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Posted at 2013-06-28 13:04 | RSS feed (Full text feed) | Blog Index
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Tags: assembly compiler fridayqna
Friday Q&A 2013-06-28: Anatomy of a Compiler Bug
by Mike Ash  

Some people have a favorite color or a favorite food. It may come as no surprise that I have a favorite compiler bug. Today, I'm going to demonstrate it and pick it apart, a topic suggested by reader Daniel Jalkut.

Bug Context
The bug in question is a code generation bug in clang. The bug existed in the version of clang that shipped with Xcode 4.4.1, and it has since been fixed. The demo code for this article was built with the clang in 4.4.1.

Additionally, the bug only causes ill effects when calling into code compiled with gcc! When clang code calls other clang code, the bug is harmless. Interesting things only happen if the callee was built with gcc.

Daniel originally discovered the bug when building with clang and deploying onto Mac OS X 10.6, where the frameworks were still built with gcc. Since it's annoying to boot back into 10.6, I'm building some demo code using a locally-built copy of gcc 4.2.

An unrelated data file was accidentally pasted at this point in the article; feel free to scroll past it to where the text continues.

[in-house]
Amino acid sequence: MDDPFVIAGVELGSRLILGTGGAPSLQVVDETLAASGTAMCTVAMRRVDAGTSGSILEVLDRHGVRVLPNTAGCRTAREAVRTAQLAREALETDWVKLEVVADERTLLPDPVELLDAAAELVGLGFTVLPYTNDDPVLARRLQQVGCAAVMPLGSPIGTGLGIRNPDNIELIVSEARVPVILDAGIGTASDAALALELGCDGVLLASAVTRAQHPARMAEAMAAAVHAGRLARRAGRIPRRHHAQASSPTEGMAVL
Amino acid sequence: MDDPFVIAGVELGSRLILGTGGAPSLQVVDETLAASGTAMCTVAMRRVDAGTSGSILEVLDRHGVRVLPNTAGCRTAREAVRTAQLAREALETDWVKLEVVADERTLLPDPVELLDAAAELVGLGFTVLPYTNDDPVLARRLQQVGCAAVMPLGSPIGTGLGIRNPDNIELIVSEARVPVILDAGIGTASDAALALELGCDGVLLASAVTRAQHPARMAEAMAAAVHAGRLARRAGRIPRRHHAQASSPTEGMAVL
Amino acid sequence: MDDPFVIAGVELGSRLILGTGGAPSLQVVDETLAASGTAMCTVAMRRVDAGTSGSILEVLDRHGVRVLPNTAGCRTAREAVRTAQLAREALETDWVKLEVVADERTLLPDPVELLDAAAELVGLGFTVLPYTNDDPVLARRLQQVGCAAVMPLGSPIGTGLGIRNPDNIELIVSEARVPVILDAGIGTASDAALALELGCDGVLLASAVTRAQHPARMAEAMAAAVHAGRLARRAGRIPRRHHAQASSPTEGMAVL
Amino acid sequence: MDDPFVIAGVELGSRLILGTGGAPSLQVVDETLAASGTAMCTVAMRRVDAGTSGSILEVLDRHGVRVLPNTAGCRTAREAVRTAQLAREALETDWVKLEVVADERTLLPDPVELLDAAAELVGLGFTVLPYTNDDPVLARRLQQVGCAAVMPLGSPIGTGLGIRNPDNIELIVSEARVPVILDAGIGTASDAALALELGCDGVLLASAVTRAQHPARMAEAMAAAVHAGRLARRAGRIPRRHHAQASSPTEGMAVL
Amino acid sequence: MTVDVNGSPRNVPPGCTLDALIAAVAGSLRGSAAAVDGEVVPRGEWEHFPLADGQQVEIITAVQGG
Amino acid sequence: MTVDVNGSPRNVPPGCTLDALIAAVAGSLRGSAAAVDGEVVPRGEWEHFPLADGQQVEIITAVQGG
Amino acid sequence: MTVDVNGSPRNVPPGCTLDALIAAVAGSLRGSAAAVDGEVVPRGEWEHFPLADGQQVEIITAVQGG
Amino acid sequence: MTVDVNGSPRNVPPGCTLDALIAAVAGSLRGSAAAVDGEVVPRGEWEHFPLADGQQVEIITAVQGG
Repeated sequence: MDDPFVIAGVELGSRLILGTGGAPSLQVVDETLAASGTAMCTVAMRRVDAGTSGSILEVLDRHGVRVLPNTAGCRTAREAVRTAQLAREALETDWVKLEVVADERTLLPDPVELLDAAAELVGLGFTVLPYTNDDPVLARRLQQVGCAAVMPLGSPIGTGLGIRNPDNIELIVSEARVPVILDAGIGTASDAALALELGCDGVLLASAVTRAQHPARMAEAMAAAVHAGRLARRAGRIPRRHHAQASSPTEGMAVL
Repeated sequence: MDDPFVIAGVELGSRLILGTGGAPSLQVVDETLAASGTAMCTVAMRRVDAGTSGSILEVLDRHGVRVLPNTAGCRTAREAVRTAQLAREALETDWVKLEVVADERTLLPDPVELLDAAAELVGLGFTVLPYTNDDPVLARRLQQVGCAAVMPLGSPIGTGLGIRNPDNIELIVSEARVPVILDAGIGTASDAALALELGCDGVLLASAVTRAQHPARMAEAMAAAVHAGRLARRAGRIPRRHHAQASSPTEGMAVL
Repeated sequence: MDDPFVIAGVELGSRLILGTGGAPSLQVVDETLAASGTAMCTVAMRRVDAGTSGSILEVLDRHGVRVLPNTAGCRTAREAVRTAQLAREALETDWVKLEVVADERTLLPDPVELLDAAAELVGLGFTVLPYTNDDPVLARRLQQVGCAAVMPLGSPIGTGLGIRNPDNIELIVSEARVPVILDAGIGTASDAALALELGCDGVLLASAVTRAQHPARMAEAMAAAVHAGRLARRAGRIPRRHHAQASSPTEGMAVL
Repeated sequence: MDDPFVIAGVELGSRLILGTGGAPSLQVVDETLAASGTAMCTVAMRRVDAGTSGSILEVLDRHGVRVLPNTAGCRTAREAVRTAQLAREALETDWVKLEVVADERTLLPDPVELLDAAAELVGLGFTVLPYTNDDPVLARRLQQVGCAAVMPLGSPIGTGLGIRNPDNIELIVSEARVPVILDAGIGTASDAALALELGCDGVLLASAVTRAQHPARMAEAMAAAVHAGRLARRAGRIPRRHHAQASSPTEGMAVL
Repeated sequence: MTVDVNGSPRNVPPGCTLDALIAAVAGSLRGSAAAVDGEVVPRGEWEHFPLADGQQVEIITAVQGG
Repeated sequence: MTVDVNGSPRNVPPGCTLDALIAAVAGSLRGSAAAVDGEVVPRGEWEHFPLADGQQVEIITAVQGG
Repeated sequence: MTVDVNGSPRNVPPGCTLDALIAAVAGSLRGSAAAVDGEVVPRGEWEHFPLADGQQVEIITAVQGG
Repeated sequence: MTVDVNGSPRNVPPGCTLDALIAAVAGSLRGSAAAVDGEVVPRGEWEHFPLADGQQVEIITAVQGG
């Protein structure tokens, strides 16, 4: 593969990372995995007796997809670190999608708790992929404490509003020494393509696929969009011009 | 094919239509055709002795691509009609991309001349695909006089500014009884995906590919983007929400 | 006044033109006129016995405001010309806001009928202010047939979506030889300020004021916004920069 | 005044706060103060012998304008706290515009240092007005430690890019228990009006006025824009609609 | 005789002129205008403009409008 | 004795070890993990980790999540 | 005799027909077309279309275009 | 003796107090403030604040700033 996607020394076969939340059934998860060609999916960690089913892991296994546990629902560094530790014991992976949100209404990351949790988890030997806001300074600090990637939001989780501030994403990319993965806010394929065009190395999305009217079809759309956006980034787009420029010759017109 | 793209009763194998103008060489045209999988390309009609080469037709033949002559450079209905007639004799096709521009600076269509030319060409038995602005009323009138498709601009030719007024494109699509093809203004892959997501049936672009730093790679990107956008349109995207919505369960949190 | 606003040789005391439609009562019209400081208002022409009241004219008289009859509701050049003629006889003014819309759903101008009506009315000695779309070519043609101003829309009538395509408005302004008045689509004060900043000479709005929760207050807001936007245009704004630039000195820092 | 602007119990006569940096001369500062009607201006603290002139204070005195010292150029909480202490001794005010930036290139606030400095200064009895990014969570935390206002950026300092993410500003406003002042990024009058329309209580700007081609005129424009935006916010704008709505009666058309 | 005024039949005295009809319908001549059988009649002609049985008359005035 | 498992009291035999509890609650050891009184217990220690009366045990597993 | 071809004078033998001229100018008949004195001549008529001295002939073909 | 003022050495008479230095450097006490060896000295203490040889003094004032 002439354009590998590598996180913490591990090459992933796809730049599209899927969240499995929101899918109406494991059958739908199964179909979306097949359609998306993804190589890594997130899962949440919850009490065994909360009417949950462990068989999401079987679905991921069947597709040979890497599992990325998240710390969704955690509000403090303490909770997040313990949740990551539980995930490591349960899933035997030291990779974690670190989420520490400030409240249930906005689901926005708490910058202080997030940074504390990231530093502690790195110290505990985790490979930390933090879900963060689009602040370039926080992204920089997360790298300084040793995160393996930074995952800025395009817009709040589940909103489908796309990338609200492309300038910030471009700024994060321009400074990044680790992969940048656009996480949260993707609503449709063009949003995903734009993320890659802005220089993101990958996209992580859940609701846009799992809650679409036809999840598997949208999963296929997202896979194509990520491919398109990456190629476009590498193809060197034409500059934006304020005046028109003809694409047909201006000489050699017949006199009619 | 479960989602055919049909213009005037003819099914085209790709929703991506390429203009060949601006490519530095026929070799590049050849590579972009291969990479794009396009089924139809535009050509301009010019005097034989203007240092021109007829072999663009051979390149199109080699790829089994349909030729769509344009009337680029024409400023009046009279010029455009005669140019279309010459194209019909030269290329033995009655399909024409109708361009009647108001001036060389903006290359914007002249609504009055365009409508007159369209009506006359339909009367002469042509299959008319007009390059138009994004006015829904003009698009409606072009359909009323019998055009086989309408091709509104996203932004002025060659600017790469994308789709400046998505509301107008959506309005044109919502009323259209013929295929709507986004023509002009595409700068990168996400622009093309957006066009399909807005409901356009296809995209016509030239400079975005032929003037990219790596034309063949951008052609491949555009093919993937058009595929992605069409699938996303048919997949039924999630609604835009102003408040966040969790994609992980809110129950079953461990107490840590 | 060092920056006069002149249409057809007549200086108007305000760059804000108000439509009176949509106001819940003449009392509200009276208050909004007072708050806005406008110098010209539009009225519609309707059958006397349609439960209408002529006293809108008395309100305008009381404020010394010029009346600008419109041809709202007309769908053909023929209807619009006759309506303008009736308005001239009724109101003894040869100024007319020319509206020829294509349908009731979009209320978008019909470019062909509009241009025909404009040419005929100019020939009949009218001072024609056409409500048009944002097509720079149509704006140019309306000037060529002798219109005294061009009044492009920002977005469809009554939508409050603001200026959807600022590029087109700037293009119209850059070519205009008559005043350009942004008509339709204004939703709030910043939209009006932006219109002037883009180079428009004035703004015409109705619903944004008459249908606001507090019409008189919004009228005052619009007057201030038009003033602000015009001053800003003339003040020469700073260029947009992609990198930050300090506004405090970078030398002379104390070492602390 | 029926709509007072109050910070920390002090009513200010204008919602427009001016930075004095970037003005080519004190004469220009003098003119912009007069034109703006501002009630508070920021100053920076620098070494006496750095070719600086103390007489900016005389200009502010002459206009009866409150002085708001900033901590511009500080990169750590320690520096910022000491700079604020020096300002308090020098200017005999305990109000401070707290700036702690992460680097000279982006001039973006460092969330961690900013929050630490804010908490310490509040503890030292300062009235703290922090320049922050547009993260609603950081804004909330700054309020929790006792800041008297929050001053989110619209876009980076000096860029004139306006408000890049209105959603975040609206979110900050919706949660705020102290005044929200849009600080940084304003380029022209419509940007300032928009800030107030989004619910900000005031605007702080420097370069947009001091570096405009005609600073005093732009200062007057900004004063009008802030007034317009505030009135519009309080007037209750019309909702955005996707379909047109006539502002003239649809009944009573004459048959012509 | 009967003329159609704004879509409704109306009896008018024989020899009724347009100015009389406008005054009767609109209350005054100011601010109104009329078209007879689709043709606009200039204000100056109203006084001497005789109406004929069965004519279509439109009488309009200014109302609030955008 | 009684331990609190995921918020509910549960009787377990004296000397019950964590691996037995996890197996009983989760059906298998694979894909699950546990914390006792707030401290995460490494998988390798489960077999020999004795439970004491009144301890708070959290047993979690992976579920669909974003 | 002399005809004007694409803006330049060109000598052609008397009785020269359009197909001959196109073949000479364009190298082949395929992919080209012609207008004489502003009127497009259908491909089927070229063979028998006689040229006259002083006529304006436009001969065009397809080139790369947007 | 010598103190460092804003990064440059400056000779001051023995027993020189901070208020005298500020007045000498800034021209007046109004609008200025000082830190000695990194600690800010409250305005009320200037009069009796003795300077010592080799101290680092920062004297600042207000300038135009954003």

In short, you have nothing to fear from this bug. It's extremely hard to trigger, and has been fixed for quite a while. However, it is utterly fascinating.

Demo Code
Because the bug requires code built with two compilers, the demo code is split into two files.

The first is a class that will be compiled with gcc. This is a quick wrapper around-[NSString initWithFormat:arguments:]. In the original bug case, it was +[NSString stringWithFormat:] that encountered the bug, and this is an easy way to replicate the situation:

    @implementation GCCClass

    + (NSString *)format: (NSString *)format, ...
    {
        va_list args;
        va_start(args, format);

        NSString *str = [[NSString alloc] initWithFormat: format arguments: args];

        va_end(args);

        return str;
    }

    @end

There is a corresponding clang class. It contains a test method, which calls another method that exercises the +format: method above: